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Google quietly launched a new website a few weeks ago called What Do You Love, otherwise known as WDYL. Today, the company made it officially by announcing it on the Official Google Blog. The new search tool combines almost all of Google’s services into one page.

According to Google, the goal was to find a way to connect people to products they might not know about and may find to be practical while still making the discovery applicable to them and fun. The result was WDYL, a website that showcases how varied Google products can show you different things about a particular search query.
For example, typing in the word “ice cream” will give you multiple results separated on various panels that are all displayed on one page. You can start an ice cream discussion group with Groups, you can read the latest news about ice cream with News, you can find books about ice cream with Books, and so on. Other services available via the web page are CalendarVoice, Image Search, Moderator, Trends, YouTubeGmail, SketchUp, Blog Search, Google Maps, Alerts, Patent Search, Translate, Mobile, and Earth. Clearly, there’s a lot you can do with WDYL.

It works better with more general terms. However, I entered the name of a member of my favorite band, as well as the name of the neighborhood I live in, and was surprised at the results I got. I actually was able to find information about him that I didn’t know. However, to make the most out of the service, it’s best to enter broader topics, like “cheese,” “soccer,” “food trucks,” and so on.

Source : HERE
Some of the children's social-networking sites that are out there make a big deal out of being for kids only, as if allowing kids and grownups to interact is inherently dangerous. It's not. If it were dangerous for kids to be around adults, they would never be around teachers, coaches, or even family members. The issue isn't who kids are hanging out with, but how they are treated by them and how they behave around them.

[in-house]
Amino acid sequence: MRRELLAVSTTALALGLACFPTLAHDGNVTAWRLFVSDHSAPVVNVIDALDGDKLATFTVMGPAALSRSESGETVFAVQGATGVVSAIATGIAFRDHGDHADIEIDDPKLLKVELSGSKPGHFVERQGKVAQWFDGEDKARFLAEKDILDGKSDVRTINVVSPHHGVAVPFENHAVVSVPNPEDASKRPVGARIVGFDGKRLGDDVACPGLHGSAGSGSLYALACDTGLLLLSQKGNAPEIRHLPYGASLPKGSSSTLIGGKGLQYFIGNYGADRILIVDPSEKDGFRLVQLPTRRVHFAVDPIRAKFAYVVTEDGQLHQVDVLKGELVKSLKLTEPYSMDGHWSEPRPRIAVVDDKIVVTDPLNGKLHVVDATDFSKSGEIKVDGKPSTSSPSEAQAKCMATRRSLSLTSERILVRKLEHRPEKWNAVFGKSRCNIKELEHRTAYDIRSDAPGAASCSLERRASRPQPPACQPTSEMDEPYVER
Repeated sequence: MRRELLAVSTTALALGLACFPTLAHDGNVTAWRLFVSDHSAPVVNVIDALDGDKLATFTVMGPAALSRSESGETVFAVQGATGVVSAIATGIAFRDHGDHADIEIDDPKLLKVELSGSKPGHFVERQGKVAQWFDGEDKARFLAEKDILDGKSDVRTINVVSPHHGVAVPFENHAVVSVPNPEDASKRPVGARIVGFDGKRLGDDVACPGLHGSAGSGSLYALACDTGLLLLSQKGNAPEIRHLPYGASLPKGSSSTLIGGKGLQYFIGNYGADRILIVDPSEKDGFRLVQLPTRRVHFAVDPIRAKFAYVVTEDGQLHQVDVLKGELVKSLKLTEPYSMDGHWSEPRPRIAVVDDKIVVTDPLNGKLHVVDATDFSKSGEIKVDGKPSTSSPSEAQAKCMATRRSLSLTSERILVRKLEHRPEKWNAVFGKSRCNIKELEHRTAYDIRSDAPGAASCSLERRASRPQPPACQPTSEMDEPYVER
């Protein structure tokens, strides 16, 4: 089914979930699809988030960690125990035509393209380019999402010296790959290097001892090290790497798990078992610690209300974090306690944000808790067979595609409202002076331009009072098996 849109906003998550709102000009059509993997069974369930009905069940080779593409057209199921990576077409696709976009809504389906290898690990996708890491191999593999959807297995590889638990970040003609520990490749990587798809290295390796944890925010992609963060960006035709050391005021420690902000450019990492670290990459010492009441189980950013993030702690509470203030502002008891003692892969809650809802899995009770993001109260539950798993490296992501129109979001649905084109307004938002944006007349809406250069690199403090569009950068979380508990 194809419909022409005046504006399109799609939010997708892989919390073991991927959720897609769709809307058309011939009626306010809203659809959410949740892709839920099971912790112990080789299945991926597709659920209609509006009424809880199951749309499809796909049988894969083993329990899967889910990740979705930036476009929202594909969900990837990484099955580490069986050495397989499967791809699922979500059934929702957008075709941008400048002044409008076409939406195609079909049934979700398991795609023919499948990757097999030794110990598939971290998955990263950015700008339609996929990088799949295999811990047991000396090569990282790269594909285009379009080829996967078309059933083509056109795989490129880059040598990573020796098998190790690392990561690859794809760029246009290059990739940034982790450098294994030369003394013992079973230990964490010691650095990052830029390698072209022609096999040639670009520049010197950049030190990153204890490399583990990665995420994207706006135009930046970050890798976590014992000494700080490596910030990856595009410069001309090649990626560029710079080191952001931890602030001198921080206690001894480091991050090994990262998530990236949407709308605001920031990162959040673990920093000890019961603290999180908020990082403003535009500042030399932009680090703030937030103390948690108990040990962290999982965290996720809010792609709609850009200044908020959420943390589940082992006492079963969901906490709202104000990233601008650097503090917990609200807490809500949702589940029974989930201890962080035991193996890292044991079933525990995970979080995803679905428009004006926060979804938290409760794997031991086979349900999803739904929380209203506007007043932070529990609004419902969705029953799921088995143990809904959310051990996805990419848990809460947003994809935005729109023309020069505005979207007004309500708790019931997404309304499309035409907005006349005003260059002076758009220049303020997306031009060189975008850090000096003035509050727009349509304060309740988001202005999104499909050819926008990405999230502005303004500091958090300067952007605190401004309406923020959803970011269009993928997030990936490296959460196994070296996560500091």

Of course, we don't want our young children to be hanging out online with random strangers, but I think it's a great idea for them to be able to interact with family members and other trusted kids, teens, and adults, including family friends. That's why I'm in favor of Facebook finding a way to admit children under 13, though I know it will be a challenge for the company to do so in a way that isolates kids from marketing hype and potential privacy intrusions. And it would have to comply with COPPA (PDF)--the Children's Online Privacy Protection Act that makes it a federal requirement for parents to provide verifiable consent before allowing children under 13 to provide personal information to commercial online services.

Despite a recent comment by Mark Zuckerberg that Facebook should admit pre-teens, people inside the company have assured me that it's not going to happen any time soon.

But there's no need to wait for Facebook. There is a new site that does encourage younger children to interact with family members--including older family members and friends. Ohanarama, which entered public beta last month is a COPPA-compliant site designed to bring children ages 5-12 together with other children and adults they trust. The goal of the free site is to "connect families around the world with a social, fun, all-inclusive online experience."